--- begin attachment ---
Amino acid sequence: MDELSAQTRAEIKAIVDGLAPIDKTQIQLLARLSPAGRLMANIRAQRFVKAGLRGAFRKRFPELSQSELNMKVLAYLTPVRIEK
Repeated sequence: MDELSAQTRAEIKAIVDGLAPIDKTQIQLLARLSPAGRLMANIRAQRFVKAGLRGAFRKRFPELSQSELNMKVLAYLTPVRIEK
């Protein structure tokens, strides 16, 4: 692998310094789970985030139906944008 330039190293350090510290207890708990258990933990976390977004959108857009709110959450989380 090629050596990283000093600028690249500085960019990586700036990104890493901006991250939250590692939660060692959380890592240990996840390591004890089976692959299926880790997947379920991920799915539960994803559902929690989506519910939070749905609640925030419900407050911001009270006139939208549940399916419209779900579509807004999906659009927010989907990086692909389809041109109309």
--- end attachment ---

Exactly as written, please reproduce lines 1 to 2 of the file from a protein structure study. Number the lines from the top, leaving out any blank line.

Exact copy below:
Amino acid sequence: MDELSAQTRAEIKAIVDGLAPIDKTQIQLLARLSPAGRLMANIRAQRFVKAGLRGAFRKRFPELSQSELNMKVLAYLTPVRIEK
Repeated sequence: MDELSAQTRAEIKAIVDGLAPIDKTQIQLLARLSPAGRLMANIRAQRFVKAGLRGAFRKRFPELSQSELNMKVLAYLTPVRIEK